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How The Military Needs To Evolve When It Comes To Sex

Scholars and opponents of Don't Ask Don't Tell say the Petraeus scandal is a reminder of the military's awkward relationship with sex and sexuality.

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Handout / Reuters

Over the past year, the military has been forced to very publicly confront some of its rules about sex and secrecy. The conversation stemmed from both a progressive win for equal rights (the repeal of Don't Ask Don't Tell) and a shocking scandal (former CIA Director David Petraeus' extramarital affair). The long debate over Don't Ask Don't Tell and its repeal in September 2011 forced the military and the public to address why gay people wanting to serve should have to keep their sexuality secret. And now, with the increasingly mammoth Petraeus scandal, the public may be questioning a military law banning extramarital relations that many civilians were previously unaware of. The affair reportedly started in Petraeus' first two months at the CIA, but he met Paula Broadwell while he was in the military. And General John Allen, the top NATO commander in Afghanistan, is now under investigation for exchanging "inappropriate" e-mails with Jill Kelley, the Florida woman who had a part in exposing the Petraeus affair.

Experts and advocates for equality in the military say that in light of the Petraeus scandal, the military should take the opportunity to consider evolving its secretive and, in some cases, outdated attitudes toward and policies surrounding sex and sexuality.

"The military has long had an outdated view of sex and sexuality that needs to evolve. The Uniform Code of Military Justice, the military's governing body of law, still criminalizes people for oral sex, anal sex and adultery, despite the prevalence of this behavior throughout both civilian and military society," said Nathaniel Frank, a historian who researched Don't Ask Don't Tell for a decade and wrote the book Unfriendly Fire.

Although Don't Ask Don't Tell is no more, he said that it "wrote secrecy and dishonesty into law, which created a climate where people were not well versed in confronting sexuality in a reality-based way."

Frank says laws like Don't Ask Don't Tell, as well as the ban on extramarital sex, are remnants of a past era when the military held standards of conduct that were different from those of civilians. "Once upon a time, there was some logic to these taboos — they were an effort to set the military off as morally apart from civilian society; but if you don't change with the times, you end up producing the opposite effect by insisting on policies that are unenforceable. This just undermines the rule of law because everyone knows no one's following it."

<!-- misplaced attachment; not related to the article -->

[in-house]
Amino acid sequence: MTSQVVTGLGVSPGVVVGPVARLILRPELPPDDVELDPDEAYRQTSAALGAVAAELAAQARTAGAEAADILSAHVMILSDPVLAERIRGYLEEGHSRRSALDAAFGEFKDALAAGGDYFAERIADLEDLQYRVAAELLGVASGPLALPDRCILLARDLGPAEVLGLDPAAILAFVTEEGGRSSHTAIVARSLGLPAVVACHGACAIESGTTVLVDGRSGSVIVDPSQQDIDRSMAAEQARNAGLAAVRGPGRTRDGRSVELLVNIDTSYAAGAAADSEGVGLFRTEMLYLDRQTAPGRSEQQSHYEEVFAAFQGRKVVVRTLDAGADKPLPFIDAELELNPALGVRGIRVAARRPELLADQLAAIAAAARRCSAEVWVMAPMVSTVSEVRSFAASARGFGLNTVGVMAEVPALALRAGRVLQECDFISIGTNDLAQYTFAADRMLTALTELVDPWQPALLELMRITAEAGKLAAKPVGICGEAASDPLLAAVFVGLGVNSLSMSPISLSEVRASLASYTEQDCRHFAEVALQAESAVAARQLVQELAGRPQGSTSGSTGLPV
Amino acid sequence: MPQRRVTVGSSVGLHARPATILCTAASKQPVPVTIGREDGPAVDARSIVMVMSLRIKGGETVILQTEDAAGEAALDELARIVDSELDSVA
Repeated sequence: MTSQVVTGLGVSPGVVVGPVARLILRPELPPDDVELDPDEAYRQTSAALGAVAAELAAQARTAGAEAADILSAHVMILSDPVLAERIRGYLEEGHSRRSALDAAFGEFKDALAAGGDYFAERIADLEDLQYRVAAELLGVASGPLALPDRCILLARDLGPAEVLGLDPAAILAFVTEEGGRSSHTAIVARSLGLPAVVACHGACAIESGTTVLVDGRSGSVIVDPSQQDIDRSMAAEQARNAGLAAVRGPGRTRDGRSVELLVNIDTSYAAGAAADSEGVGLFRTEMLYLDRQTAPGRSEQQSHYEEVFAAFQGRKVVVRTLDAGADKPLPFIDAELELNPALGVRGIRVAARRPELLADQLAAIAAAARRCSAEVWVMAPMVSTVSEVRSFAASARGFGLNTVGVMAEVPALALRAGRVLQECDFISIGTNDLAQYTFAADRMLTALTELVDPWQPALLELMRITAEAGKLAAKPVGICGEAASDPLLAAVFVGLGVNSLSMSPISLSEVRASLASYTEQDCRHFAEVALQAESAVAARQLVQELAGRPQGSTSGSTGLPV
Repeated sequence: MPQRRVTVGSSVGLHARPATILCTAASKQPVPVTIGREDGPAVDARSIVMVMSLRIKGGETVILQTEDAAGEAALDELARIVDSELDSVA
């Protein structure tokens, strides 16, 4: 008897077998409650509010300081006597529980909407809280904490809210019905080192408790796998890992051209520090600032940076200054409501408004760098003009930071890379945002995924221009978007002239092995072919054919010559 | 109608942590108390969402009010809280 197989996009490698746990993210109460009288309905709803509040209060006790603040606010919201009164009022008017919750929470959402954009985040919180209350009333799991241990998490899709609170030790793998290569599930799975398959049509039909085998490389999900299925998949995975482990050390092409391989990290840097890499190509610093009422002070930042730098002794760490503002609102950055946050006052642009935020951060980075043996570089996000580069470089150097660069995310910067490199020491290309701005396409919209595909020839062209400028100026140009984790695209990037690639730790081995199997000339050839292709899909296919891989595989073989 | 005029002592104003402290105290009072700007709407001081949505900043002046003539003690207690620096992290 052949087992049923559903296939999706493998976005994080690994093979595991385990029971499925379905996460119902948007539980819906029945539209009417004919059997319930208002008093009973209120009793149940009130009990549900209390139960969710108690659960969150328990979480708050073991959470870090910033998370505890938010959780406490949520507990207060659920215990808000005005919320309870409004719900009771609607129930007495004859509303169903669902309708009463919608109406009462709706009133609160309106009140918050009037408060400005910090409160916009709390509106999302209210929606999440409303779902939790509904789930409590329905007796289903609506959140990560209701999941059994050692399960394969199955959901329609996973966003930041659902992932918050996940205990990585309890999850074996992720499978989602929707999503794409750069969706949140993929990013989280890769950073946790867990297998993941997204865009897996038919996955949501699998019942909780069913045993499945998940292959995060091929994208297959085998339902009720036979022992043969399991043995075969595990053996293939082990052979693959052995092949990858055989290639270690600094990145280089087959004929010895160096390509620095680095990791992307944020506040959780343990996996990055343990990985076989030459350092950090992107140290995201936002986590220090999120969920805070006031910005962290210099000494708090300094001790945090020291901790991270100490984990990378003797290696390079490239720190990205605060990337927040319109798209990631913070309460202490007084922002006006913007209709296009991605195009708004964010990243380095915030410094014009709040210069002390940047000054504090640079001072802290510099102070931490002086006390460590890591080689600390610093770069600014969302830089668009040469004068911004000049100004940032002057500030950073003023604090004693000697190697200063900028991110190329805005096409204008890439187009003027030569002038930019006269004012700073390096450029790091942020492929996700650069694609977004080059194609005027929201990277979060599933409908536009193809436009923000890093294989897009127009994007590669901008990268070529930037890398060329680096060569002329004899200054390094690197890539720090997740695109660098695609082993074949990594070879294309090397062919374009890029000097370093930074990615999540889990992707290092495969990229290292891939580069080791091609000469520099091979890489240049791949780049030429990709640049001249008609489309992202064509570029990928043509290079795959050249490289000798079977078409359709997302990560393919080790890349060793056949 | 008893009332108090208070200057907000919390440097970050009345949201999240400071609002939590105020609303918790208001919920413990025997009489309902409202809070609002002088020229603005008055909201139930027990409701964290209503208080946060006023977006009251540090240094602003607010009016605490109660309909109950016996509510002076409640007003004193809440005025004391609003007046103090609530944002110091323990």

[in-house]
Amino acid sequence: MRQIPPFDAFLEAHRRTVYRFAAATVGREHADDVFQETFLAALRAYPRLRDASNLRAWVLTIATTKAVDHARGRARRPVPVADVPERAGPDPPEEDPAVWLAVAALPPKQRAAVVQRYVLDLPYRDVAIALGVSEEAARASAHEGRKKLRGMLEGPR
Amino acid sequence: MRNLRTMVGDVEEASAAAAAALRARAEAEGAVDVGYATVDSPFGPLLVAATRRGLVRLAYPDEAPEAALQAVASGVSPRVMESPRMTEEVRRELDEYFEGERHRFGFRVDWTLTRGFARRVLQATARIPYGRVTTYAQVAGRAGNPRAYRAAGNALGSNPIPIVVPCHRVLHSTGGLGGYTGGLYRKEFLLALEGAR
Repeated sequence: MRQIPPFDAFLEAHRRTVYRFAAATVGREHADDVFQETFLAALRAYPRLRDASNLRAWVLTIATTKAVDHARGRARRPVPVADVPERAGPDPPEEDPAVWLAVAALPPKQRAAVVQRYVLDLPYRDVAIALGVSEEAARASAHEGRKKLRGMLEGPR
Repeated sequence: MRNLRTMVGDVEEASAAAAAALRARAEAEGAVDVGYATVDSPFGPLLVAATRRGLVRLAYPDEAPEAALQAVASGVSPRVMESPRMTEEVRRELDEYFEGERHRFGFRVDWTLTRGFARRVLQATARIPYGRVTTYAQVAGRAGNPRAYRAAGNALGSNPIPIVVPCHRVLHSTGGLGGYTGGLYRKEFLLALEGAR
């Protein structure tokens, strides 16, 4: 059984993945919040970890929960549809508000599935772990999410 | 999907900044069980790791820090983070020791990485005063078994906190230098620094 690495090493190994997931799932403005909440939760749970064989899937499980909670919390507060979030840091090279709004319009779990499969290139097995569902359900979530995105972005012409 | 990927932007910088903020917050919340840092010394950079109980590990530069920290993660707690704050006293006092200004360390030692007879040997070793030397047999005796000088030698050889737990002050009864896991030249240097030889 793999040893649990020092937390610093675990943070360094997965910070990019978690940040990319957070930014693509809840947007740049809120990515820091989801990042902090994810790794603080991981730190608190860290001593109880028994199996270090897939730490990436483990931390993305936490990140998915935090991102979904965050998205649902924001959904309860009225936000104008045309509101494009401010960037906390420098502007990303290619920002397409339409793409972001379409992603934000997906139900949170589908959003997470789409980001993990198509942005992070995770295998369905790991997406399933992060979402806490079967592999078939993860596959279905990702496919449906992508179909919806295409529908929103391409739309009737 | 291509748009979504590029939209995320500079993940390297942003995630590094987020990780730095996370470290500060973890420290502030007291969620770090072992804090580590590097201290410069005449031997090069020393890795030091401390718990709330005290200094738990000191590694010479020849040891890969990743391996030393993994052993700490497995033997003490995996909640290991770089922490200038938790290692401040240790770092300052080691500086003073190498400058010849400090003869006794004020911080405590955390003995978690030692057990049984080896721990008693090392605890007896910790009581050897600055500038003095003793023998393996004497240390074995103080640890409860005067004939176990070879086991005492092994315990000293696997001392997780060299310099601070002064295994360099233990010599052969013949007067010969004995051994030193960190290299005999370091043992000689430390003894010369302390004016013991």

Danny Ingram, the National President of American Veterans for Equal Rights, said that the military should drop its focus on extramarital sex and focus on what he sees as a far more concerning issue: sexual harassment of female service members. "The nation needs to forgive members of the military for their consensual extramarital affairs and concentrate on the dangerous and deeply shameful exploitation by women service members by their comrades in arms," he said.

As we've already seen, in the era of Gmail, it's becoming increasingly hard to keep secrets. The military should take the hint, Frank added. "All these institutions could benefit from reexamining their culture of secrecy — when not demanded by genuine national security needs."

The Daily Show, of course, found a way to turn the affair and its relationship to Don't Ask Don't Tell into a biting joke. On Tuesday night's episode, "Senior Military Analyst John Oliver" joked to Jon Stewart: "We have to do something about heterosexuals in the military. They’ve got to be banned. If we think about it, it was probably a mistake to let them in in the first place."

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